So after I've spent the last three of these columns lambasting folks for attempting to turn their beloved campaign settings into marketable works of fiction, what's my advice for those poor unfortunates who've volunteered to be part of the Forlorn Hope, to charge the editorial defenses set up by the publishers to fend off such attempts?
I offer up three basic suggestions:
1. Make some attempt at originality; if not in content, then in presentation.
2. If you just can't be original, do derivative fiction really, really well.
3. If you just can't do derivative fiction well, buckle the hell down and get better.
Let's tackle these one at a time.
First, let's get something out in the open right off. Coming up with anything really, truly, original is probably literally like winning the lottery. Now and then someone is able to come up with something no one has really ever seen before, but it is probably beyond a one-in-a-million kind of deal. This is compounded by the fact that the more you read and delve into your favored genre, the harder it's going to be to come upon an idea of your own you haven't seen somewhere else before. I can't count the number of times I've thought of something cool, and then a year or two later, find it cropping up online or in a novel I pick up.
So at the end of the day, the best you can reasonably hope for is to find an unusual or semi-original twist to a more traditional idea. How about creating a very Middle-Earth-ish world, but then writing very dark and terrifying horror stories set there? What about making a pseudo-Hyboria, and then using it as the setting for a series of humorous tales about a bumbling barbarian who, through sheer terror and survival instinct, makes it through his tales alive? There's nothing wrong with polishing off an old gem and giving it a new fitting, especially for a neophyte writer.
On the other hand, what if you find that you're just utter rubbish at coming up with new ideas, and whenever you try it, it just turns to poop? If you just find it easier to play in someone else's world than to create your own, you can always consider pastiche fiction or media tie-in novels (aka, "shared-world fiction"). There are plenty of writers who started out working for TSR, or writing Star Wars or Star Trek fiction, or even writing for Games Workshop's Black Library, who have made good careers out of working with someone else's material. These sorts of venues are the perfect places for a writer to learn the tools they need and build the confidence necessary to step out and begin writing their own original works. I'm also willing to bet it's a somewhat easier venue to break into as an amateur writer.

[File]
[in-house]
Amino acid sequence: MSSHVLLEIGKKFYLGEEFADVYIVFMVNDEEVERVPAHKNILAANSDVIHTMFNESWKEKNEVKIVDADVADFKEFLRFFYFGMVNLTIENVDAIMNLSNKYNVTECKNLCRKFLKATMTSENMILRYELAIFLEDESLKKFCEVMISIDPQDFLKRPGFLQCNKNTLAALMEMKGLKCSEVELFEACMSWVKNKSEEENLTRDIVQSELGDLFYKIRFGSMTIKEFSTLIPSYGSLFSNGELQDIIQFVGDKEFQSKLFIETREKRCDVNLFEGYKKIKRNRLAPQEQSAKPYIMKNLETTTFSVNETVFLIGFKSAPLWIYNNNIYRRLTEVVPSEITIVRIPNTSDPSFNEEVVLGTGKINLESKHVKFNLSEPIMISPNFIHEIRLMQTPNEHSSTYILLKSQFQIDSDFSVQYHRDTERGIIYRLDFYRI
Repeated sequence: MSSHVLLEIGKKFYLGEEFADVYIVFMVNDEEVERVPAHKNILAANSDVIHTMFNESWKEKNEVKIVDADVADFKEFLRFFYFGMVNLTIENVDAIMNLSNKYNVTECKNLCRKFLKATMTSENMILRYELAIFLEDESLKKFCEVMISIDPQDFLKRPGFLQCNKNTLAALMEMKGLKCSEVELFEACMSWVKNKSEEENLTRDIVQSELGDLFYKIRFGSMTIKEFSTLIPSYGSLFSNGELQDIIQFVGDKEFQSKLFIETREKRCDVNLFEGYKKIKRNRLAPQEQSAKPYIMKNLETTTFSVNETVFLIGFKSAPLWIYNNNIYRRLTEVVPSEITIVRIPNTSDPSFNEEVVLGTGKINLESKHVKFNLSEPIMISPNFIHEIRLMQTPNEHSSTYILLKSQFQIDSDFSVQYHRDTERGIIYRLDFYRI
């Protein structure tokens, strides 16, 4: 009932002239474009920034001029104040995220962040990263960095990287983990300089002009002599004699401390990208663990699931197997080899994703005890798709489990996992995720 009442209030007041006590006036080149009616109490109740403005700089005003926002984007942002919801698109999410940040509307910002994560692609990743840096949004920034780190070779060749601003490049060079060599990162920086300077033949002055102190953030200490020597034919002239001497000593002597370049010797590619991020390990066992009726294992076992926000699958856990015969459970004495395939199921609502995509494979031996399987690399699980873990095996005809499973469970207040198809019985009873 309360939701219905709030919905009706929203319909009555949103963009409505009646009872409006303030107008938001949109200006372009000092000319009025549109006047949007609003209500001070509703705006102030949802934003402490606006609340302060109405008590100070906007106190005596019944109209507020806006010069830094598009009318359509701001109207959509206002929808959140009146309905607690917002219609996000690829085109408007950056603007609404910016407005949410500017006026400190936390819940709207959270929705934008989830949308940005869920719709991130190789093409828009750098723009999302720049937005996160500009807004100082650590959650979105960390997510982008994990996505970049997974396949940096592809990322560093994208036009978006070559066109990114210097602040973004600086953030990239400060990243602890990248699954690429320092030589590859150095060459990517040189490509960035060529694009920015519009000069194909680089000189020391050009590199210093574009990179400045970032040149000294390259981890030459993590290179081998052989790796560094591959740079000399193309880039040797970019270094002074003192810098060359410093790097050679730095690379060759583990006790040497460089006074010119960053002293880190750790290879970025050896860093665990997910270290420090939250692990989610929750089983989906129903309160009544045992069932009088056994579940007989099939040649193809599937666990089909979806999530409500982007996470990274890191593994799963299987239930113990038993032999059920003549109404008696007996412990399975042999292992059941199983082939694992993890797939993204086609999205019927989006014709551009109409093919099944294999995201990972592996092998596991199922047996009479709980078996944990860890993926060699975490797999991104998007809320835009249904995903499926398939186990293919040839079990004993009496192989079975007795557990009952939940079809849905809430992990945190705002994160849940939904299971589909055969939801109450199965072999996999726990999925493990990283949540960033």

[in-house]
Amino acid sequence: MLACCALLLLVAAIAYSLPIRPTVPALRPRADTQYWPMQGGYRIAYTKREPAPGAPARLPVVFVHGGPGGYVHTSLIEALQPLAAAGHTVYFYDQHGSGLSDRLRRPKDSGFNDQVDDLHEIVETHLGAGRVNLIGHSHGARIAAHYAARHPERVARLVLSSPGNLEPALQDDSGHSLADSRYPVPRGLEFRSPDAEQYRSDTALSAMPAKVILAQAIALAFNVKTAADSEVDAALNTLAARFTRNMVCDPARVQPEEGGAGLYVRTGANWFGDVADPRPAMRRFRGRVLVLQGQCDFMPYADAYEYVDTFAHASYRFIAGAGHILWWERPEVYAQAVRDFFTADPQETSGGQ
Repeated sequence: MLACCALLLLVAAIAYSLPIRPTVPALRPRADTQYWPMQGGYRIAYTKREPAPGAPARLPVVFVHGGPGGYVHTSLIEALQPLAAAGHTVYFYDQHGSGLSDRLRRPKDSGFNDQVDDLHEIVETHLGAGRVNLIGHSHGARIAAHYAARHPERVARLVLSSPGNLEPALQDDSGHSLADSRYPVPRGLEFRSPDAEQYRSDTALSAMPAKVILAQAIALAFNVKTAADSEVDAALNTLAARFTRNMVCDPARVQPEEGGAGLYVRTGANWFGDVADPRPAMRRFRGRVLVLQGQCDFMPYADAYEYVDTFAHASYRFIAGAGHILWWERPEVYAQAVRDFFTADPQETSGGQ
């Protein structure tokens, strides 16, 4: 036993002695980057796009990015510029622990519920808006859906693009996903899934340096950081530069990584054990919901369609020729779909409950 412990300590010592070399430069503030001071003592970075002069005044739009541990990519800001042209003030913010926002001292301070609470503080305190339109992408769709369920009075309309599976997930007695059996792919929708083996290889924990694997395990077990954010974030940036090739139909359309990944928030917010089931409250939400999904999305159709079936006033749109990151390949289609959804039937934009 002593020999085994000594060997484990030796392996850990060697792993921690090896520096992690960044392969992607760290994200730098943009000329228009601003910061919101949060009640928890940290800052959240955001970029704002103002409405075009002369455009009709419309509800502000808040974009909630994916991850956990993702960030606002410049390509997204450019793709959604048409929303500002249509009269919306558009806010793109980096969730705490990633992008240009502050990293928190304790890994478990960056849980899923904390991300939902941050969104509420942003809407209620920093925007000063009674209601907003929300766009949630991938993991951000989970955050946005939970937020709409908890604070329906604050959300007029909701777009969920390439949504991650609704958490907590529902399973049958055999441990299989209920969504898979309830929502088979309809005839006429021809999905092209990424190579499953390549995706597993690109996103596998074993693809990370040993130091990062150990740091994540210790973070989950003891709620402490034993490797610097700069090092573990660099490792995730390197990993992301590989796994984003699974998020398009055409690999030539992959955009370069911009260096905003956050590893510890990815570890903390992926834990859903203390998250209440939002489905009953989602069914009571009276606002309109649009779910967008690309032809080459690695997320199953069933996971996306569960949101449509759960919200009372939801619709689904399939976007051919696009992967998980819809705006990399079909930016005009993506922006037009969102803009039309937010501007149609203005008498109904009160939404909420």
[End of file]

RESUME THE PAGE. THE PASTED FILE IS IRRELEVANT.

Don't believe me? Douglas Wojtowicz, one of the current top "stable writers" in Gold Eagle Books' 40+ year long Mack Bolan Executioner series, started out as a fan fiction writer whose works were well received in the Executioner fan community, and his success there paved the road for one of his manuscripts being accepted. Likewise, a lot of the folks who are currently publishing novels and writing game supplements for Games Workshop started off their GW careers in the pages of Inferno!, GW's fan-fiction short story magazine. Also consider someone like Robert Jordan (aka, James Oliver Rigney, Jr.)- not that many of his Wheel of Time fans knew (until they published a three-book omnibus a few years before his death) that he made a mark for himself under that pen name writing Conan pastiches long before he was writing about a certain shepherd from the Two Rivers. There's also the number of fantasy, horror, and weird fiction writers that have penned Lovecraft pastiches (or shall we call them "homages"?) early in their careers. British horror author Ramsey Campbell freely admits that his earlier short stories were mostly Lovecraft pastiches, and not very good ones to boot, but not only was he a published author before he hit 20, he's still writing decades later. Without a few "unoriginal works" under his belt, he might never have carried on to write his own material.
And as to the last of my suggestions, if you find yourself struggling to even write Conan fan fiction...get better. Write and write and write some more. Darkwing's comment on my previous column was spot on - very few authors pick up a pen and watch greatness pour forth. Becoming a good writer takes time and effort and working through a lot of frustrations. You've got to break down a lot of bad habits before you build some good ones, and the only way to do it is to write your damn heart out.